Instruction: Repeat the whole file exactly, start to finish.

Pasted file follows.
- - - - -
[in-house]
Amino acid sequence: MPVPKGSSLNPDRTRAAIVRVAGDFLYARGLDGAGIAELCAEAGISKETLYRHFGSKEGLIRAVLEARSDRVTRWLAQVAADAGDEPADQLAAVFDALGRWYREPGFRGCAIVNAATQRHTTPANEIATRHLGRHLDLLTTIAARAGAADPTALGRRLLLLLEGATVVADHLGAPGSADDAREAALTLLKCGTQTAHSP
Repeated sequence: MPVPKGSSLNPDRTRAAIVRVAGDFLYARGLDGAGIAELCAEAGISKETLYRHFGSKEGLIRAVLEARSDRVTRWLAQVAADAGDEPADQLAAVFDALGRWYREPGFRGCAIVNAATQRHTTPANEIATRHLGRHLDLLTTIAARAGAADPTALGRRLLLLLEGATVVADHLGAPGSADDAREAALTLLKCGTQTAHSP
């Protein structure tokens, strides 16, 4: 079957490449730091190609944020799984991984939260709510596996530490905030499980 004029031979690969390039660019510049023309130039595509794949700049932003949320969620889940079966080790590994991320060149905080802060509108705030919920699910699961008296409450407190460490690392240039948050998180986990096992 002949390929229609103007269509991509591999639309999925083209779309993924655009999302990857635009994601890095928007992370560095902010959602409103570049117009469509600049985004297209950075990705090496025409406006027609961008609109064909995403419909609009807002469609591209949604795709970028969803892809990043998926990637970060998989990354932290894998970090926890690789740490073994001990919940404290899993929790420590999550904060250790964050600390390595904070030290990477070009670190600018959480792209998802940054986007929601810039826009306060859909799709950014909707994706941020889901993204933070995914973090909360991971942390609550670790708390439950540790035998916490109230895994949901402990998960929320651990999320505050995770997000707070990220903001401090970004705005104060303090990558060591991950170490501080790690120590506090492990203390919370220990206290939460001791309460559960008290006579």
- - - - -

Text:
[in-house]
Amino acid sequence: MPVPKGSSLNPDRTRAAIVRVAGDFLYARGLDGAGIAELCAEAGISKETLYRHFGSKEGLIRAVLEARSDRVTRWLAQVAADAGDEPADQLAAVFDALGRWYREPGFRGCAIVNAATQRHTTPANEIATRHLGRHLDLLTTIAARAGAADPTALGRRLLLLLEGATVVADHLGAPGSADDAREAALTLLKCGTQTAHSP
Repeated sequence: MPVPKGSSLNPDRTRAAIVRVAGDFLYARGLDGAGIAELCAEAGISKETLYRHFGSKEGLIRAVLEARSDRVTRWLAQVAADAGDEPADQLAAVFDALGRWYREPGFRGCAIVNAATQRHTTPANEIATRHLGRHLDLLTTIAARAGAADPTALGRRLLLLLEGATVVADHLGAPGSADDAREAALTLLKCGTQTAHSP
């Protein structure tokens, strides 16, 4: 079957490449730091190609944020799984991984939260709510596996530490905030499980 004029031979690969390039660019510049023309130039595509794949700049932003949320969620889940079966080790590994991320060149905080802060509108705030919920699910699961008296409450407190460490690392240039948050998180986990096992 002949390929229609103007269509991509591999639309999925083209779309993924655009999302990857635009994601890095928007992370560095902010959602409103570049117009469509600049985004297209950075990705090496025409406006027609961008609109064909995403419909609009807002469609591209949604795709970028969803892809990043998926990637970060998989990354932290894998970090926890690789740490073994001990919940404290899993929790420590999550904060250790964050600390390595904070030290990477070009670190600018959480792209998802940054986007929601810039826009306060859909799709950014909707994706941020889901993204933070995914973090909360991971942390609550670790708390439950540790035998916490109230895994949901402990998960929320651990999320505050995770997000707070990220903001401090970004705005104060303090990558060591991950170490501080790690120590506090492990203390919370220990206290939460001791309460559960008290006579």